For over thirty years we have been working with a wide-ranging client base of financial services organisations on a national and international basis. One of the most significant changes we have observed over that period is the developing role and increasing influence of compliance professionals in the finance ecosystem. It has become increasingly clear that the potential risks to financial organisations cannot be viewed as limited in terms of extent or duration. Accordingly, compliance is no longer viewed as a temporary set of reactive responses to regulatory pressures that will fade or to ad hoc failures of internal systems that can be fixed. Rather it is now viewed, increasingly if not always willingly, as an integral and essential component of a governance infrastructure without which no finance firm can deliver on its business objectives.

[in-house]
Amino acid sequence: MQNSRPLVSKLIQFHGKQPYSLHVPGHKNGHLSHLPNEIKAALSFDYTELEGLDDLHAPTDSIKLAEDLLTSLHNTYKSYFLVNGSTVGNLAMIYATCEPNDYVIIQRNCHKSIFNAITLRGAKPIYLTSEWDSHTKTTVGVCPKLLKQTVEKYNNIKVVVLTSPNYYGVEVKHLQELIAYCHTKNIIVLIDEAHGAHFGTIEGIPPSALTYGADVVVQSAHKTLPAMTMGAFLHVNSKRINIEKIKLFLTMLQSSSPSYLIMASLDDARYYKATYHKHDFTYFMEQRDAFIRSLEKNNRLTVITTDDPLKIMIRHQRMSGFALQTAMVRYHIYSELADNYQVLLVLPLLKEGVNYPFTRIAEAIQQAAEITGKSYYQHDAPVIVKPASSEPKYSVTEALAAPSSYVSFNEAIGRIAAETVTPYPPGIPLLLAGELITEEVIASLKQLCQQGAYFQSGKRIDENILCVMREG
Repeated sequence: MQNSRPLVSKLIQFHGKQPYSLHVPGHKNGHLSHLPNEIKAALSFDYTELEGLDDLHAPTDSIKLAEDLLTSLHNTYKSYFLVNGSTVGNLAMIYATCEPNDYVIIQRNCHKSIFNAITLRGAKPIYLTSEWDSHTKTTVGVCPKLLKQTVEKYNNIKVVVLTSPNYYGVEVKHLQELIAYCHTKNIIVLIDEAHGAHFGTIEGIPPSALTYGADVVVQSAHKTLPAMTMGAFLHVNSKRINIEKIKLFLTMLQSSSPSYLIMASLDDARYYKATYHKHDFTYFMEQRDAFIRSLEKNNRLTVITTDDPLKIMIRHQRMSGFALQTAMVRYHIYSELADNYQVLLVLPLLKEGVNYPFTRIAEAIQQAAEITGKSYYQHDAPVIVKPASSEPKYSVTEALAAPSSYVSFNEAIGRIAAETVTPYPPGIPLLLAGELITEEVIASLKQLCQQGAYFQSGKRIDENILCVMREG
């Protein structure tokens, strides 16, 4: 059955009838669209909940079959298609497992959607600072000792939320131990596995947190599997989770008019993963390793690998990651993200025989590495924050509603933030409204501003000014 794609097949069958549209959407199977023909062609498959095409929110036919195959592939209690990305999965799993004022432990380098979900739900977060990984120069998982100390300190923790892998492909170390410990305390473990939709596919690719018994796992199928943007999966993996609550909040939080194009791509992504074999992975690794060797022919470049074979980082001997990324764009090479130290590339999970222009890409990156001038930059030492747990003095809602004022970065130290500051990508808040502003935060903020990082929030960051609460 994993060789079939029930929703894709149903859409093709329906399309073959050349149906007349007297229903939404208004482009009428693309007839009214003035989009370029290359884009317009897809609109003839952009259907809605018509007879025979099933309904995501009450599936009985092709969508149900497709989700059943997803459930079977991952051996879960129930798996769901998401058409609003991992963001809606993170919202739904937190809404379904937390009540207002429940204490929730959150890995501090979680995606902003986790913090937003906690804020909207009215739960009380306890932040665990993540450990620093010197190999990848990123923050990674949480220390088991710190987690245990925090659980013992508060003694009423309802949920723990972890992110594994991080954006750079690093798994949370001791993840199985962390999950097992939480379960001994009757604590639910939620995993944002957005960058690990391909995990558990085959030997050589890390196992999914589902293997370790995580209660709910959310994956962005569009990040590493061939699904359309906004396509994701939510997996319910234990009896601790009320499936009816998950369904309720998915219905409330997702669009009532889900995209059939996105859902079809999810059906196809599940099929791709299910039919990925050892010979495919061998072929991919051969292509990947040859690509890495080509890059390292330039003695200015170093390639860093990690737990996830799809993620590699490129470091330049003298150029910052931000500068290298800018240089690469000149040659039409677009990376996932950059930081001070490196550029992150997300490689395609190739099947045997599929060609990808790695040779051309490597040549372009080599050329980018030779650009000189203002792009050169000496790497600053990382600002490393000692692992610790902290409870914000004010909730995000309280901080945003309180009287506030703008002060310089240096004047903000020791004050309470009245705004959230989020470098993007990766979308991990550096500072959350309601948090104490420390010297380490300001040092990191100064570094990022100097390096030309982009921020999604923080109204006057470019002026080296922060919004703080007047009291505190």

So if you’re a finance compliance professional with appropriate skills and experience gained on a permanent or interim basis, we are keen to seek your approval to help your career move forward.
We want to talk to you. Drop us a line and tell us about yourself!
Several major employers, such as Twitter and Facebook, have announced that remote work will continue indefinitely. For those who enjoy the flexibility and lack of commute that working from home offers, this will be welcome news. For others who thrive in an office environment or who lack a suitable home-working space, a remote future could be a nightmare. There are also growing concerns about what remote work will mean for training, teamwork and sustaining company culture.
The hybrid office is being touted as a solution, where employees split their week between their home and the physical office space. However, this comes with its own set of problems. For example, there is concern over a two-tier system arising between office and home workers, and a possible breakdown in communication as a result. Luckily, there are a number of innovative new technologies being designed — could they help build a hybrid office that people want to be part of?